10 Gardening Activities for August in the Northeast
Here is a collection of garden reminders, inspiring ideas, maintenance tips, and places to visit this month.
1. Northeast Gardens to Visit (in person or from home)
There are many extraordinary gardens, so we created a collection of self-guided day trips with beautiful photos to browse from home, along with insights and information to help you plan your next trip and make the most of your time in each location!
Don’t miss Wave Hill (pictured) as part of The New York City Metro area day trip, or gardens in the Lower Hudson Valley; where your local guide for both areas is garden expert and author Jan Johnsen.
It's no wonder Philadelphia is called America’s Garden Capital! Local garden expert Jerry Fritz (have you been to his Linden Hill Gardens?!) shares 3 of his favorite gardens in our Philadephia day trip—including Chanticleer of course!
Barbara Katz, of London Landscapes, takes us to her favorite gardens in our Washington D.C. day trip, rich in history and plants. Her passion for the garden will simply delight you!
2. Fertilize Trees and Shrubs One Last Time
After mid-August, you won’t want to fertilize your trees and shrubs again, so make sure you get it done in time. Freezing temperatures are just a few months away, so you don’t want to promote soft new growth on trees and shrubs too late in the season. The young branches won’t have time to harden off in preparation for cold temperatures and winter elements.
3. Protect Crops That Are Still Producing
August is often peak harvest for summer vegetables, so you should be harvesting daily or at least several times per week. If you experience extreme heat this month, cover your crops with shade tunnels. You can also buy a pre-made shade structure. If you’re getting an abundance of produce, make salsas, purees, and sauces. Check out this salsa and mole cookbook or this marinara sauce recipe from gardener Kevin Lee Jacobs.
4. Sow and Transplant Fall Crops
It’s time to sow beets, carrots, kale, dill, mesclun, spinach, tatsoi, winter squash, gourds, and other cool-season crops. At this point, if you want to plant broccoli, cabbage, and cauliflower, it’s best to use starts instead of seeds. Keep plants well watered in the heat. If you want your crops to ripen throughout the cool season, plant them in succession weekly. For more, see 15 Picks for Your Fall Vegetable Garden.
5. Plan Your Bulb Garden and Order Bulbs Now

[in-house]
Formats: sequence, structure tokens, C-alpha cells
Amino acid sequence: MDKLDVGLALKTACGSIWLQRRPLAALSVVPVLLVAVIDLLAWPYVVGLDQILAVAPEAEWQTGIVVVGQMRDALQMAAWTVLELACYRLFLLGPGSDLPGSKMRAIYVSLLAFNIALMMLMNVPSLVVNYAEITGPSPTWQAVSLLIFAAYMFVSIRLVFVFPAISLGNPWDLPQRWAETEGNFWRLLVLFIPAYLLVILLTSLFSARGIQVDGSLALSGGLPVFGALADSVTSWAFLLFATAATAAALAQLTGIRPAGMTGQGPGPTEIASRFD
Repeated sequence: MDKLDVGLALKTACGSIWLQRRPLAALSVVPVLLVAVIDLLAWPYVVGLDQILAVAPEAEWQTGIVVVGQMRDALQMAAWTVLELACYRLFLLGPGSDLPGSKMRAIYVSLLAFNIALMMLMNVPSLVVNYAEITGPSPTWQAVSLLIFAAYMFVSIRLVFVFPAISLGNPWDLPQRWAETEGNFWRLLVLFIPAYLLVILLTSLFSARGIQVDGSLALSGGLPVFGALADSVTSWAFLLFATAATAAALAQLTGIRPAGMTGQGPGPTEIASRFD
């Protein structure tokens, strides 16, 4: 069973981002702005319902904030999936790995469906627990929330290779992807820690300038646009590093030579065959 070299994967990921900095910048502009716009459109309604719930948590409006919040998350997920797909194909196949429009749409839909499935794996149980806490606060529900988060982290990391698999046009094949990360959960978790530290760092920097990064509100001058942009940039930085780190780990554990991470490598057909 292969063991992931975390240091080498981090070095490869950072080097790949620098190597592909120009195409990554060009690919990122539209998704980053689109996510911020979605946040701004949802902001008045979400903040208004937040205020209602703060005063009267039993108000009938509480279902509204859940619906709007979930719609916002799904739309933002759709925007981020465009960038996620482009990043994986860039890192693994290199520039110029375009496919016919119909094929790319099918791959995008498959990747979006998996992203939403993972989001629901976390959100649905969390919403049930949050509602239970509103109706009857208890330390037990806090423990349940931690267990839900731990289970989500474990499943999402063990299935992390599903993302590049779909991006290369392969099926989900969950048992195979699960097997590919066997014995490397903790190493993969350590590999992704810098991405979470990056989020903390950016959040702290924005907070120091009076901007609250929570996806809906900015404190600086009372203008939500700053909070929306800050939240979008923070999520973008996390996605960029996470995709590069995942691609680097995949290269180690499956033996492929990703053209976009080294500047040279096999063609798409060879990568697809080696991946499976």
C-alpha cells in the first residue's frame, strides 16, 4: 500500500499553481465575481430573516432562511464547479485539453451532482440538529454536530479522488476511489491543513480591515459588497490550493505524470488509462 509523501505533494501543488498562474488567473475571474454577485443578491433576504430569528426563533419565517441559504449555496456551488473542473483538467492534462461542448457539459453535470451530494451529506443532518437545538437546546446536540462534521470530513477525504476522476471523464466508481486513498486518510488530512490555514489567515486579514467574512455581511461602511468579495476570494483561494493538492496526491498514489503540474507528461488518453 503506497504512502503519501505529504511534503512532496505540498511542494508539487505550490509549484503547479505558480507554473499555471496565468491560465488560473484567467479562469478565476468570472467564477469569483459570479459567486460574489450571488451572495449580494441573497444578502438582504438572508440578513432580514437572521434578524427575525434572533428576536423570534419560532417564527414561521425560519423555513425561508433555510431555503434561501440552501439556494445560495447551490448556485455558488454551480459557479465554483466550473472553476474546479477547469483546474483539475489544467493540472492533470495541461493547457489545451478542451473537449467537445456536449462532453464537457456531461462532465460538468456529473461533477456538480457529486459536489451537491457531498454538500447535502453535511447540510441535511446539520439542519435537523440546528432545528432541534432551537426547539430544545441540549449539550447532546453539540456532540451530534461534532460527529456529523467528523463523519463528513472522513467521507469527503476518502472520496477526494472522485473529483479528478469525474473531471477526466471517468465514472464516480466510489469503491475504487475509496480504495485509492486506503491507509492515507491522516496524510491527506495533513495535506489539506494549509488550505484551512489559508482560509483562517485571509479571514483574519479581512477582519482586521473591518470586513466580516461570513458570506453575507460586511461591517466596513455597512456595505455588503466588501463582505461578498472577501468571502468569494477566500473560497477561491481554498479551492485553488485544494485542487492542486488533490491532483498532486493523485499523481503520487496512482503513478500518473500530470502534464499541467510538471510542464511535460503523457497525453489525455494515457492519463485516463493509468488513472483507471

The early shoppers will get the good bulbs. Bulbs are extremely popular these days because many don’t require much water, they’re easy to grow, and some varieties naturalize or spread in the garden, so every year you get more bulbs. Alliums, daffodils, and species tulips are examples of especially tough bulbs. Bulb suppliers also provide lists of bulbs that naturalize well and spread in the garden. There are also lists of deer-resistant bulbs and much more. Old House Gardens and Brent and Becky's Bulbs are both good sources.
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6. Blooming Now
Hydrangeas are not only great in the garden, but make for beautiful cut branches. Keep them happily growing this month by making sure the plant doesn’t dry out, as they like to have moist soil.
You can deadhead your shrub roses throughout the summer as necessary, except for varieties that produce hips—let them go to develop fruit.
If your Veronica plants (speedwell) aren’t producing as many flowers as you’d like, they might be in too much shade, so give ‘em some sun!
7. Mulch Your Garden
If you have spots of open soil that haven’t been filled in with plants, then add mulch. Mulch helps retain moisture in the soil until plants fill in. It also helps soil microbes develop, which are good for plant roots. You typically need mulch for the first year or two after planting to help minimize weeds. After that, plants will shade out most weeds. Try to fill in open spots in the garden with enough groundcovers, low grasses, and other perennials so that no soil or mulch are showing. Learn more about the types of mulch and how to mulch properly.
8. Order Daylilies
If you still need to order daylilies, like Rainbow Rhythm® Nosferatu from Proven Winners (pictured), it's not too late. You can also try Oakes Daylilies for some fun varieties: small purple ‘Little Grapette’ with flowers that are only a few inches across, large red ‘Spider Man’ with flowers that are 7 inches across, and ‘Siloam Double Classic’ with a double form that looks like a peony. We also recommend checking out Colorful Chaos Daylily.
9. Plant and Divide Peonies
From late August through September you can divide and transplant peonies and plant new varieties. It’s a good idea to get them in roughly 6 weeks before your first frost. Itoh peonies, a hybrid between tree peonies and herbaceous peonies, are particularly good to plant. They have a longer flowering season than other peonies with as many as 50 flowers on a single plant throughout a season. After flowering, Itohs keep their large, green foliage. Good sources for peonies include Adelman Peony Gardens and I Love Peonies. Learn more about growing peonies.
10. Online Learning
There’s plenty you can learn online when it comes to gardening! From planning a sustainable flower garden to seed starting, this collection of courses comes from experts like Karen Chapman, Joe Lamp’l, Stephanie Rose, Longwood Gardens, and more. Categories include edible gardening, containers, garden design, plants, and gardening basics.
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